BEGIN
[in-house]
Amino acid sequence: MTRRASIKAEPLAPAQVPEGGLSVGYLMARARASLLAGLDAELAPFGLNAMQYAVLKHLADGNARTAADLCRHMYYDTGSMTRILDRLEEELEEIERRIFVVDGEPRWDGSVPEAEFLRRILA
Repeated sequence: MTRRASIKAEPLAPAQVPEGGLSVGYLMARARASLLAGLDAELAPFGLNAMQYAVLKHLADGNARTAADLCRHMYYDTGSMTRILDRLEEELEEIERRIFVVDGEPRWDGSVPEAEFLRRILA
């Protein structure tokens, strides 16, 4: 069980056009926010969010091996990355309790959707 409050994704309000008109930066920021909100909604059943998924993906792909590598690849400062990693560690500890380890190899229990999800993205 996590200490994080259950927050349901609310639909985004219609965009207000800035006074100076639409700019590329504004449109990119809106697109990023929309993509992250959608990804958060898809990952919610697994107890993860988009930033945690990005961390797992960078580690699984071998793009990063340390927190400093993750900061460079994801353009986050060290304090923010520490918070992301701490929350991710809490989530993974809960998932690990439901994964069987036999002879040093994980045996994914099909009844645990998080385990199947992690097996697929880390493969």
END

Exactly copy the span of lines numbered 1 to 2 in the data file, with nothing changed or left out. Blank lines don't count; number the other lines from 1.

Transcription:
[in-house]
Amino acid sequence: MTRRASIKAEPLAPAQVPEGGLSVGYLMARARASLLAGLDAELAPFGLNAMQYAVLKHLADGNARTAADLCRHMYYDTGSMTRILDRLEEELEEIERRIFVVDGEPRWDGSVPEAEFLRRILA